7. The Welcome to the Web Challenge – When the children have completed all of the sections of Welcome to the Web, they can complete this exciting challenge. It requires them to use all of the skills which they have learnt to catch the creator of a destructive computer virus!

When visitors complete the challenge, they are able to print a personalised certificate to show their competence in using the Internet.

Originally posted on the Kent ICT Blog


How to search for images safely online

June 1, 2009


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Images can be an excellent teaching tool which can make it easier to teach difficult concepts, provide a stimulus for class discussion, or add visual appeal to a teacher’s presentation or pupils’ work. The internet can provide a wonderful source of images, many of them copyright free, but finding appropriate images can be a challenge.

Many major search engines offer pre-set image searching from the homepage, often with options to filter results. However such searches and filters generally work on the basis of filename and description, and so can lead to misleading, unexpected or inappropriate results, sometimes of an adult nature. While teachers may find search engine image searches useful in lesson preparation, they should always be used with care and caution, and it is probably wise not to use them ‘live’ within a classroom setting.

An alternative is to use specialist web-based image collections – sites which deal specifically with key subjects such as the arts, animals, history or scientific concepts. These have the benefit of being closed collections, monitored and moderated by specialists within their field. Many now have an educational focus and provide copyright permissions specifically for educational use.

5-14 Curriculum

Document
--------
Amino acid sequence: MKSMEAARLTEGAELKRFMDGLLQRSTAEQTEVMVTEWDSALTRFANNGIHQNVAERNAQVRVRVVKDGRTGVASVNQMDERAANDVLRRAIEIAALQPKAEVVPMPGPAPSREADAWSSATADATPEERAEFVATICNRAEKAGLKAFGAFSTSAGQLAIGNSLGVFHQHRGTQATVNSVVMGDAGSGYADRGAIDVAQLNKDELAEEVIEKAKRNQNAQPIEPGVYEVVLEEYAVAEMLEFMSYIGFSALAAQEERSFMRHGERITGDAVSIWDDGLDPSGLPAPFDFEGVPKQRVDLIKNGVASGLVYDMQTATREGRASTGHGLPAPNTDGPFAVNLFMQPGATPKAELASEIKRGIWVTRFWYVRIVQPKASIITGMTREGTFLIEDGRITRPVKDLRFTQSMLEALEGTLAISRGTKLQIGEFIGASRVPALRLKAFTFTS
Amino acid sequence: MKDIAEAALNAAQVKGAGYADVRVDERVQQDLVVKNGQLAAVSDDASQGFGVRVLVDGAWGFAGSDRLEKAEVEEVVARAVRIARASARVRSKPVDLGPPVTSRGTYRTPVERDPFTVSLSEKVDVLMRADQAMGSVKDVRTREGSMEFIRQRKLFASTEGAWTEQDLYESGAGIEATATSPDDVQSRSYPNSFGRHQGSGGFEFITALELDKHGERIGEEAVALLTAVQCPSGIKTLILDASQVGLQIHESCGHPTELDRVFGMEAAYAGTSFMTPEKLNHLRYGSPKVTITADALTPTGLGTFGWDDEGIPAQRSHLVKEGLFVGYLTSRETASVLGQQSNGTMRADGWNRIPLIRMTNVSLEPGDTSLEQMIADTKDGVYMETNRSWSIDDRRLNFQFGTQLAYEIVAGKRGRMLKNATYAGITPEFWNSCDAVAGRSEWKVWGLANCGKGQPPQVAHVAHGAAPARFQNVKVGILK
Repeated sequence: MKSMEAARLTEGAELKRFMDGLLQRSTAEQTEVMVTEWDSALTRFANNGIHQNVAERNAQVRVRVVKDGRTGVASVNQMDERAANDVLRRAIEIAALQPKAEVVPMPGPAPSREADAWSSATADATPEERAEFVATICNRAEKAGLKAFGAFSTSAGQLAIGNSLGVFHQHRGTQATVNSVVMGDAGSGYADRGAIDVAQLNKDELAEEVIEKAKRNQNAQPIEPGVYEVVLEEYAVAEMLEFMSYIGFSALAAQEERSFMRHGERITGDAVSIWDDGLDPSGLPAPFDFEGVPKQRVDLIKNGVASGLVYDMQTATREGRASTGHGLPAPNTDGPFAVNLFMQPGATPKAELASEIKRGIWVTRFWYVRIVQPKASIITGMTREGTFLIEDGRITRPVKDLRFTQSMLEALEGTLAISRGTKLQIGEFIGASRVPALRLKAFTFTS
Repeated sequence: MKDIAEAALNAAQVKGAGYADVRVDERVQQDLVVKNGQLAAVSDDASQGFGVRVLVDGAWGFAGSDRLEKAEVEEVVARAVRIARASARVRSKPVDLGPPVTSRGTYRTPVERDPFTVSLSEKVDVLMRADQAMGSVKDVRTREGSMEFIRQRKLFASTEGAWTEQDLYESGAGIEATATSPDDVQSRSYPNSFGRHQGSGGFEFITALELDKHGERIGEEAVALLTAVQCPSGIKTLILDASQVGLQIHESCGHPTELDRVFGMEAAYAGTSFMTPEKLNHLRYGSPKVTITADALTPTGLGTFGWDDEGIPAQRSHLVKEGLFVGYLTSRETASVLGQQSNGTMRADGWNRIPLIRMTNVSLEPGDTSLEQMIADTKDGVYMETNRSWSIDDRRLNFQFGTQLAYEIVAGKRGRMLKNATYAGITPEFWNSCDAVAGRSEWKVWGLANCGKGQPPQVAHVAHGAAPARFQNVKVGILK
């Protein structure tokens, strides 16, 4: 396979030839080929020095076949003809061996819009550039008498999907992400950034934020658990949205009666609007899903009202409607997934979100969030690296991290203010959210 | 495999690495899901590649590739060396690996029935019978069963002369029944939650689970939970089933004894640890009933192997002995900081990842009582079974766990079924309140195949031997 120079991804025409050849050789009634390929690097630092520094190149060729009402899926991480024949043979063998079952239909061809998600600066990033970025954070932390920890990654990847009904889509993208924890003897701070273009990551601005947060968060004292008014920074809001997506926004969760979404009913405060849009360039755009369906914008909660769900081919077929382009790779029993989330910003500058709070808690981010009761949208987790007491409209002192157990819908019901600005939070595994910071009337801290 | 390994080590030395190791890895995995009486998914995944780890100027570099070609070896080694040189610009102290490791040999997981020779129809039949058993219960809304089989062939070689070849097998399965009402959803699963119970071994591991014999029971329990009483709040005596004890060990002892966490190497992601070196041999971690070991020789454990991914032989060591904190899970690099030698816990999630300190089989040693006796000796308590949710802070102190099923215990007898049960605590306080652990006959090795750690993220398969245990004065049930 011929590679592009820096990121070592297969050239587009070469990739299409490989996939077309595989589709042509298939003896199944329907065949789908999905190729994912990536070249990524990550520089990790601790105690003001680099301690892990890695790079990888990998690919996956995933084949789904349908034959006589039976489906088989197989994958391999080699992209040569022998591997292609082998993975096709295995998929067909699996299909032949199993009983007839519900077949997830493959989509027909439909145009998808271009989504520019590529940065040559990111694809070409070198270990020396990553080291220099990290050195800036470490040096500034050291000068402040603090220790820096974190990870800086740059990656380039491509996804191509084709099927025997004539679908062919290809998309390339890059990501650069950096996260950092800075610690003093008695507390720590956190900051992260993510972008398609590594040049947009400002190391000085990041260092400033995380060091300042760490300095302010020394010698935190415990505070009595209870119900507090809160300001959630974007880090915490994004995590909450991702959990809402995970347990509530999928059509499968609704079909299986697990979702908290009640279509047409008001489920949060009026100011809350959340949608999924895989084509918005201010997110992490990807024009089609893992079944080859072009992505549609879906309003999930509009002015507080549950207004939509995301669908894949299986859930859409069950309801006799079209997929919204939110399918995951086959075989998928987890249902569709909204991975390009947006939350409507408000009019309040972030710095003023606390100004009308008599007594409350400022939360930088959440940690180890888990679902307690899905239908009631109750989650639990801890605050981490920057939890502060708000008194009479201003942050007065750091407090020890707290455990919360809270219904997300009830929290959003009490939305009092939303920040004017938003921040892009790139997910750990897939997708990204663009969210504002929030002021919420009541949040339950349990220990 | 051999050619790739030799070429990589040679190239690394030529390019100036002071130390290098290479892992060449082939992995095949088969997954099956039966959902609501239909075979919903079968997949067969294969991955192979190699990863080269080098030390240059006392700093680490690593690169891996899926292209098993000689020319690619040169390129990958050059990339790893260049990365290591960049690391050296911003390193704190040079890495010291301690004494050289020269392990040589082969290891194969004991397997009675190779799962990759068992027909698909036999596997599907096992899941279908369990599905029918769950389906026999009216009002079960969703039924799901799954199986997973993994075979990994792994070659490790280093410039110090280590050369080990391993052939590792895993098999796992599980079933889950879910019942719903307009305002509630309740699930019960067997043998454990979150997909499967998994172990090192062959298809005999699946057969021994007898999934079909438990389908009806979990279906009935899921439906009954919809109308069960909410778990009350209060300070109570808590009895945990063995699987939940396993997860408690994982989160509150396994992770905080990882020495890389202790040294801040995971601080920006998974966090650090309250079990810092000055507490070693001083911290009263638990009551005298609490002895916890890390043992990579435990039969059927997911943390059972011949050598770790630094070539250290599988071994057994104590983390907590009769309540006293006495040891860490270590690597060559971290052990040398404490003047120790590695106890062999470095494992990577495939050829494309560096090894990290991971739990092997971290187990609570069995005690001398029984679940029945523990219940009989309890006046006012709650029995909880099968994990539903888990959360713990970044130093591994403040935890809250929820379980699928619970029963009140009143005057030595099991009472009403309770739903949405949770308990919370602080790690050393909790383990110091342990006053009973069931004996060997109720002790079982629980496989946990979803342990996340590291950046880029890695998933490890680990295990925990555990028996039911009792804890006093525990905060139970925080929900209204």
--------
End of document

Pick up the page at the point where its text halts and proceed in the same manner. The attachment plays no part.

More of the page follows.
This site is managed by Learning and Teaching Scotland and contains resources for primary and lower secondary education. It includes a collection of royalty-free illustrations and photos on topics such as seasons and the environment, the human body, numbers, signs and people from history.

ArtMagick

ArtMagick is a non-profit virtual art gallery displaying a selection of works from more than 300 artists from the art movements of the 19th and early 20th centuries.

Pics4Learning

This is a copyright-friendly image library for teachers and students, consisting of thousands of images that have been donated by teachers, students and amateur photographers.

NASA Earth Observatory

The main purpose of this site is to provide free access to new satellite imagery and scientific information about Earth. Images are generally free to use, unless copyright statements indicate otherwise.

National Geographic

This National Geographic website provides access to an online photo gallery, organised by topic.

North Chadderton School

The North Chadderton School Global Community Zone provides listings of public domain images.

Living Library

Provided by RM, this website provides access to collections of clipart, sound and video, categorised by primary or secondary education. This is a subscription service.

Search engines for children with image resources

The following search engines are specifically for children and young people, and provide a source of images for use in the classroom. As with other websites, they should be used with caution – they may provide access to full web search facilities, or link to sites which may contain advertising or age-inappropriate content.

Ask for Kids

This is a fast, easy and safe way for kids to find answers to their questions online, and each website included in the service is selected by an editor. The site provides access to clip art through a link to Kaboose, a parenting and family website.

KidsClick

This service provides a page on image search tools, linking on to many third-party websites, mainly American in origin. Many of the linked sites are aimed at a more general audience and so may contain some age-inappropriate content, and so should always be used with caution.